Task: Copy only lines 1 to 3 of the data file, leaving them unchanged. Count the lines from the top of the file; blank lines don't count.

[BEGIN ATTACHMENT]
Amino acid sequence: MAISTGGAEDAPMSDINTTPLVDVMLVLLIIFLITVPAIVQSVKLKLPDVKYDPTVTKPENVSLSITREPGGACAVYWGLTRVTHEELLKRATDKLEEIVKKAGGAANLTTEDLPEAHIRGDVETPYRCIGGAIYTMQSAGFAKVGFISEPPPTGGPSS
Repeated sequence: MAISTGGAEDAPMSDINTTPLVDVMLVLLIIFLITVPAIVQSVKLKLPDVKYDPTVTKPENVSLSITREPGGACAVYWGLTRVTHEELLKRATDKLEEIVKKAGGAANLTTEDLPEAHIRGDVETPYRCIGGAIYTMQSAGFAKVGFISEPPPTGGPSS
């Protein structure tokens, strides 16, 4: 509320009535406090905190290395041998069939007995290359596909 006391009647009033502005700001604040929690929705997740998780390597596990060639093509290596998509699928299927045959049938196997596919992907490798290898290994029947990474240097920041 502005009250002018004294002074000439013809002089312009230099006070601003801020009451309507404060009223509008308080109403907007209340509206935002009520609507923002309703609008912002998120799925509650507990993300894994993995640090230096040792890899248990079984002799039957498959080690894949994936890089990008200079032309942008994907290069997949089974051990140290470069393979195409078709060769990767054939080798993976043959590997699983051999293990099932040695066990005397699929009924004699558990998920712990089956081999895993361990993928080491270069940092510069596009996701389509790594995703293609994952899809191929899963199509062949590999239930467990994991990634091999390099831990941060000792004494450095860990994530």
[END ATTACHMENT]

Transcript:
Amino acid sequence: MAISTGGAEDAPMSDINTTPLVDVMLVLLIIFLITVPAIVQSVKLKLPDVKYDPTVTKPENVSLSITREPGGACAVYWGLTRVTHEELLKRATDKLEEIVKKAGGAANLTTEDLPEAHIRGDVETPYRCIGGAIYTMQSAGFAKVGFISEPPPTGGPSS
Repeated sequence: MAISTGGAEDAPMSDINTTPLVDVMLVLLIIFLITVPAIVQSVKLKLPDVKYDPTVTKPENVSLSITREPGGACAVYWGLTRVTHEELLKRATDKLEEIVKKAGGAANLTTEDLPEAHIRGDVETPYRCIGGAIYTMQSAGFAKVGFISEPPPTGGPSS
């Protein structure tokens, strides 16, 4: 509320009535406090905190290395041998069939007995290359596909 006391009647009033502005700001604040929690929705997740998780390597596990060639093509290596998509699928299927045959049938196997596919992907490798290898290994029947990474240097920041 502005009250002018004294002074000439013809002089312009230099006070601003801020009451309507404060009223509008308080109403907007209340509206935002009520609507923002309703609008912002998120799925509650507990993300894994993995640090230096040792890899248990079984002799039957498959080690894949994936890089990008200079032309942008994907290069997949089974051990140290470069393979195409078709060769990767054939080798993976043959590997699983051999293990099932040695066990005397699929009924004699558990998920712990089956081999895993361990993928080491270069940092510069596009996701389509790594995703293609994952899809191929899963199509062949590999239930467990994991990634091999390099831990941060000792004494450095860990994530």